Not visible without
the aid of special
instruments: subvisible

By Luis Ferreira

  1. Narrator: Update and Insert at the same time? That sounds groovy! In comes the Upsert! Ecto: What about me? Narrator: You can come too, I guess.

  2. At Subvisual we take community building very seriously, and part of it is getting to know its members. We've prepared a small survey to get to know you better.

  3. This week on Ruby Bits we've decided to honour the Juno mission entering Jupiter's orbit by discussing another special operator in Ruby, commonly known as the spaceship operator.

  4. This is the story of Shelf, a product we just recently launched but has been in the making for almost 3 years now. Why has it taken so long? What was the process to get it into the wild? Those are the questions I aim to answer with this article, and hopefully you can draw some inspiration to do something similar in your company.

  5. If you thought that the === operator was something only JavaScript developers had to deal with, you were mistaken. We also have one in Ruby, even though it differs immensely in terms of functionality, from its JS counterpart.

  6. Debugging is something that (un)fortunately we as developers are all used to doing, but depending on the language, the techniques and tools might differ, if ever so slightly.

  7. Have you ever had to implement arithmetic operations for an object? If so, there is one little method you probably should be aware of, and it's called coerce.

  8. If you've been writing Object Oriented code for a while, you're probably familiar with expressions such as DRY, the Law of Demeter or Composition over Inheritance. One thing they all have in common is that the can be followed by using delegation.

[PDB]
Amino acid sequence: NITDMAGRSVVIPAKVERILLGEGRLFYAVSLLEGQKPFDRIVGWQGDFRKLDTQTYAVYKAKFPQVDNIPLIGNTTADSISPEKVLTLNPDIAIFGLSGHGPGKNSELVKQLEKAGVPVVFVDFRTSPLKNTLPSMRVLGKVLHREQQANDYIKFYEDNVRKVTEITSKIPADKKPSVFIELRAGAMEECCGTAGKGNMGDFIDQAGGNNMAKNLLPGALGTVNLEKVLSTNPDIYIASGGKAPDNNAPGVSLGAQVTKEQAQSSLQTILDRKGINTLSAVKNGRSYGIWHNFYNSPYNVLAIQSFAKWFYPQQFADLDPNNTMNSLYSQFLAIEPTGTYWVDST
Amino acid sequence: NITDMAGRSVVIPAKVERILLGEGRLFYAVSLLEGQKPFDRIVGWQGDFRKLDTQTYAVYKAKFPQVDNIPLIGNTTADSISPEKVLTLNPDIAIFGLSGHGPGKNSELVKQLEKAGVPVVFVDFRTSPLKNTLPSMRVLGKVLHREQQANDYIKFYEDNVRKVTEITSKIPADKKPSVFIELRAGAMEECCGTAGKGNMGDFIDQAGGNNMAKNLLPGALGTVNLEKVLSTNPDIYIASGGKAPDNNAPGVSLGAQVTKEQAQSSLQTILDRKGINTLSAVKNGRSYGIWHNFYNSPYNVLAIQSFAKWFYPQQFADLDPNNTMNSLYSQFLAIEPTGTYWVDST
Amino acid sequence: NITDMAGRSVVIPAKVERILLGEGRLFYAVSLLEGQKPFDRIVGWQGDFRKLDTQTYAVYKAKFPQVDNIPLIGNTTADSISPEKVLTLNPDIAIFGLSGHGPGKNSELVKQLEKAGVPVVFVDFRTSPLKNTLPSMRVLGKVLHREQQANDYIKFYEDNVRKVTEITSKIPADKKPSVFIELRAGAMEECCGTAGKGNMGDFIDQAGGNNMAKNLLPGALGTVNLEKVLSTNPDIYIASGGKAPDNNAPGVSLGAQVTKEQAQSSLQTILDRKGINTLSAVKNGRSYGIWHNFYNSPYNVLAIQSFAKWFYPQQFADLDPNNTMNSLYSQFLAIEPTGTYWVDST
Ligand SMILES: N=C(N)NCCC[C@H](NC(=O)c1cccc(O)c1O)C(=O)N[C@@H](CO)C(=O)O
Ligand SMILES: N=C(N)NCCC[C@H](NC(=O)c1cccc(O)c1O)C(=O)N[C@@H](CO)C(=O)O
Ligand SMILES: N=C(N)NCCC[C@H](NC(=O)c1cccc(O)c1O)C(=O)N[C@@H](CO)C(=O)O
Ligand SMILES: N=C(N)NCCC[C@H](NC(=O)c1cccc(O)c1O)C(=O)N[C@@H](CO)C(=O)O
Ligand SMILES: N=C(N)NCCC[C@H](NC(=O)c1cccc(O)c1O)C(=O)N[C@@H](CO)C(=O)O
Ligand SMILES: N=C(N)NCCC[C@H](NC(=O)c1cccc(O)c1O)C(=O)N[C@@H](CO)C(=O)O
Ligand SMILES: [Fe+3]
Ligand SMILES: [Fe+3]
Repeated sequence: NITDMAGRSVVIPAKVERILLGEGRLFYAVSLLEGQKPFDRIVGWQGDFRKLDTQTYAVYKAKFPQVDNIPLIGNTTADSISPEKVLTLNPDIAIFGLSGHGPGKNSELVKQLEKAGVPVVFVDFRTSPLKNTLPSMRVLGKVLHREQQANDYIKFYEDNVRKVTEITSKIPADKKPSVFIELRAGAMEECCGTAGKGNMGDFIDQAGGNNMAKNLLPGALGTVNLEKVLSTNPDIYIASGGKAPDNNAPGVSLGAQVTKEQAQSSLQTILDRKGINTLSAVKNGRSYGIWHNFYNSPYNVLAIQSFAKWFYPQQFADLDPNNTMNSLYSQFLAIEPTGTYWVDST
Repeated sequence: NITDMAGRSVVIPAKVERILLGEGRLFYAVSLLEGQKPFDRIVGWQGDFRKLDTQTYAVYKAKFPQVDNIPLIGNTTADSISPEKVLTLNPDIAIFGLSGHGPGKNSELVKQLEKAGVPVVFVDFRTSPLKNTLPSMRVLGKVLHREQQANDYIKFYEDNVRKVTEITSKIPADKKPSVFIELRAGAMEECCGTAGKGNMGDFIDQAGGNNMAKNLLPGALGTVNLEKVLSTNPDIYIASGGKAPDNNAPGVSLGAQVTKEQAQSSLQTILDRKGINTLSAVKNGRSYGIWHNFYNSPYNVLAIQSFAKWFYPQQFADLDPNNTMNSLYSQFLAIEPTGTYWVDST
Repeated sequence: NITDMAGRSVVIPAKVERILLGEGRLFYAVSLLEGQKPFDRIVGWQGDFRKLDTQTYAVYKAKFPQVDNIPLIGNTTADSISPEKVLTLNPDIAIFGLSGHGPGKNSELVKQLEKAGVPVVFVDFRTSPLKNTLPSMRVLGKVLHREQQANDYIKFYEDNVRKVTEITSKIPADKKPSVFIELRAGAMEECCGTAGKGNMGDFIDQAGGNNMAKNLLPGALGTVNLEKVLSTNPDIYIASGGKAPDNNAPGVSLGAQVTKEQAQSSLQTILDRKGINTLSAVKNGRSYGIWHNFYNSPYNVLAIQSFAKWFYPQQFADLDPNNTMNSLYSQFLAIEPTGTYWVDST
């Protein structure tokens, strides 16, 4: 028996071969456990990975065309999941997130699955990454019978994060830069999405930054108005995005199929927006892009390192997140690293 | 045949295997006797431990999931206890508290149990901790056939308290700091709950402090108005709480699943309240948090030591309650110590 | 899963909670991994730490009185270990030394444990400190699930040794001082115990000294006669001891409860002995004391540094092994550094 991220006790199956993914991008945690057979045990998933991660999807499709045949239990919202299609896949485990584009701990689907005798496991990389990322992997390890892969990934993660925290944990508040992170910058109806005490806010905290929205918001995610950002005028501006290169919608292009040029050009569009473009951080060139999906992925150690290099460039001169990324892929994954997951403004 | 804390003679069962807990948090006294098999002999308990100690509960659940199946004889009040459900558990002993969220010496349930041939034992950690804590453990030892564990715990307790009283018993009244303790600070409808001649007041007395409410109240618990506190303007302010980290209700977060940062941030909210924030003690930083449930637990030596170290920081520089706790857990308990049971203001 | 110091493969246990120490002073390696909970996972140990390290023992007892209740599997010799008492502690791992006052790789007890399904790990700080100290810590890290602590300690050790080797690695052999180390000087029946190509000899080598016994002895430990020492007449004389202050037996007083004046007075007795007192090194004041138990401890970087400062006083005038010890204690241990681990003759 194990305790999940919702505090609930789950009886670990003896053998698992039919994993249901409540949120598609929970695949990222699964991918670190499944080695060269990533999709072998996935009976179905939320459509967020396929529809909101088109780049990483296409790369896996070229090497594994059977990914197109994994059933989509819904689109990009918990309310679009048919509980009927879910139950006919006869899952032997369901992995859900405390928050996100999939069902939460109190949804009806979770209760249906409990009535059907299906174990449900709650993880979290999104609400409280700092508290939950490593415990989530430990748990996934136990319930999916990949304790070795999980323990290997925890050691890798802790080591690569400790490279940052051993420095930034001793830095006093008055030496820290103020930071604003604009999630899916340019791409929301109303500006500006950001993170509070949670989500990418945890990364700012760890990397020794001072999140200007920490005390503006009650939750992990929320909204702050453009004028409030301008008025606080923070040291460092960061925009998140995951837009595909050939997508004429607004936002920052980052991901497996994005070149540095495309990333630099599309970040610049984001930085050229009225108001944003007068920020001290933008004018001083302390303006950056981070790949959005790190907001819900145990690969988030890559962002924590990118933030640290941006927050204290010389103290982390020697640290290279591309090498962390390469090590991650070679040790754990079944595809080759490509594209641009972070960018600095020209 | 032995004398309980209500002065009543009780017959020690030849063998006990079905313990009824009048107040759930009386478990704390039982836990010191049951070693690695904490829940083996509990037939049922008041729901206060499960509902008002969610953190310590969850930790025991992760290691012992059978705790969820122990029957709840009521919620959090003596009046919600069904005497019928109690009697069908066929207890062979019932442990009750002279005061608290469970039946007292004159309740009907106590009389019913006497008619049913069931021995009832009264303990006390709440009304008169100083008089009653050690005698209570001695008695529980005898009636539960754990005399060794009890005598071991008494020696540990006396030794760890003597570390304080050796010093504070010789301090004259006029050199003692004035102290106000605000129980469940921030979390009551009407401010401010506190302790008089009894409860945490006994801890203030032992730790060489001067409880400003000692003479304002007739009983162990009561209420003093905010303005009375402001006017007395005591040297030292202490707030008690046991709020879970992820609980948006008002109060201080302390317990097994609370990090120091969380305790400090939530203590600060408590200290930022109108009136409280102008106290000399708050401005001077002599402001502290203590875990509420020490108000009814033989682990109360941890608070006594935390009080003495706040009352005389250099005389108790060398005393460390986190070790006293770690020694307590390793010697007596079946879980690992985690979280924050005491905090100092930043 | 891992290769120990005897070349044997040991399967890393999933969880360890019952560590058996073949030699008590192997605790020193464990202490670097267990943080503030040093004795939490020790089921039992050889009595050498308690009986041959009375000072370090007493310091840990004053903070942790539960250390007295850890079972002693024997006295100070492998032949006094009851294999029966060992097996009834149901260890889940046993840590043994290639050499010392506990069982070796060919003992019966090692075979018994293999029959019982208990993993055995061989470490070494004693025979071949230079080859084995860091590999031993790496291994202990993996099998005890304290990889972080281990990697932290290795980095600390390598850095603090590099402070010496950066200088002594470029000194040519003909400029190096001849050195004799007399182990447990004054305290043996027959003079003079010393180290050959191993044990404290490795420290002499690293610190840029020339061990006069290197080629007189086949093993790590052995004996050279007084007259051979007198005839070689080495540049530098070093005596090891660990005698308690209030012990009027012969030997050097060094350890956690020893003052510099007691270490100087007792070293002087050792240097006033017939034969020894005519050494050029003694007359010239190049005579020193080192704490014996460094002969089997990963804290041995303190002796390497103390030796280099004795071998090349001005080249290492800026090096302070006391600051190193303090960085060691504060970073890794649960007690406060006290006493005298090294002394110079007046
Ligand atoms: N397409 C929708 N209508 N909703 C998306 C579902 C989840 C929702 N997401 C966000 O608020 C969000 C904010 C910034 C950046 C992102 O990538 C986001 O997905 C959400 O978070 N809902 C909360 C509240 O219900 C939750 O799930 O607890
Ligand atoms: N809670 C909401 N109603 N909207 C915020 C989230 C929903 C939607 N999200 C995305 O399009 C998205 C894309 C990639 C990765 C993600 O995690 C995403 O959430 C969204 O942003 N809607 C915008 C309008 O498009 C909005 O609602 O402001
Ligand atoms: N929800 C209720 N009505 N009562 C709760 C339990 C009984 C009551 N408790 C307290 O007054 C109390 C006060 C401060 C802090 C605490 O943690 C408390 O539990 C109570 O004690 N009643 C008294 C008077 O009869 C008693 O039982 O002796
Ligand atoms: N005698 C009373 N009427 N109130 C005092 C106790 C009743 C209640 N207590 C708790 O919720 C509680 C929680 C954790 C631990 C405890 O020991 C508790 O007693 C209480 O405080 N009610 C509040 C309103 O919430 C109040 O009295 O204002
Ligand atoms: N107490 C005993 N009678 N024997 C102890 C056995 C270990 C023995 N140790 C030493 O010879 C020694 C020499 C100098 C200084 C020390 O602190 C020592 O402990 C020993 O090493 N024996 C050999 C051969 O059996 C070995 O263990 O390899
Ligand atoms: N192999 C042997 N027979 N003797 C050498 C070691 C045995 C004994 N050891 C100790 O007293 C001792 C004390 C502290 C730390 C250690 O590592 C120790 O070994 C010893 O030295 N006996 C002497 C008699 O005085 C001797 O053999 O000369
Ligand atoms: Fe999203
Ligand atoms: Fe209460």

9. Welcome back to the world of `Enumerable` my friend. This time we will be looking at a somewhat hidden feature of most of its methods, they can be used without a block and have a return value that is itself an enumerator.

  10. If you've ever used Ruby you have probably used Bundler through it's command line tool. There's quite a few things you can do with it. There is even a very useful command which will open the code for a specified gem with an editor you can also configure.

  11. The Enumerable module is the core of everything in Ruby. It is often said that if you know this module, then you know Ruby and that's not far from the truth, in my opinion.

  12. If you have ever built a Rails application, you probably have encountered ActionMailer for sending emails. But what if we wanted to send a notification to multiple users all at once?

  13. Crystal is a typed, LLVM compiled language that reads (mostly) as Ruby. It's a modern language that comes bundled with support for WebSockets, OAuth and other niceties.

  14. Not everyone is privileged enough to be able to navigate the web in all it's glory, with all the amazing animations, crazy stuff happening on scrolls, great videos and the latest style for input fields.

  15. Git is so awesome and packs so much power that I could hardly fit it all in a blog post (or 100 for that matter). What this post will talk about though, are a couple of ways to extend your git for it to better serve you on your everyday tasks.

  16. If you've been working with Git for a while you've probably realised that it has a LOT of configs. There's even one which allows you to change the way your branches are pushed to a remote.

  17. Last friday we started a new project at Group Buddies, the Open Source Fridays. This means that for four hours every Friday, every one at GB will be contributing to OSS at some level. It can be by writing documentation, opening pull requests on other people's projects or creating our own.

  18. One of the hottest topics of the moment in the rails community is application design or architecture. There is an obsession (a good one, I think) with clean, decoupled code, that is easy to maintain and extend. This has led to things such as presenters, service objects, to some extent even rails concerns.

  19. If you've been in the development business for a while, especially if working with OO languages, you've probably heard of design principles. That's why, as with many things in the software area, you should use these principles as guidelines, not rules.

  20. A lot has been said in the past months, especially in the Ruby community, about the "Sandi Metz rules for developers", so the purpose of this article is not as much to explain them as it is to show how we apply them here, at Group Buddies.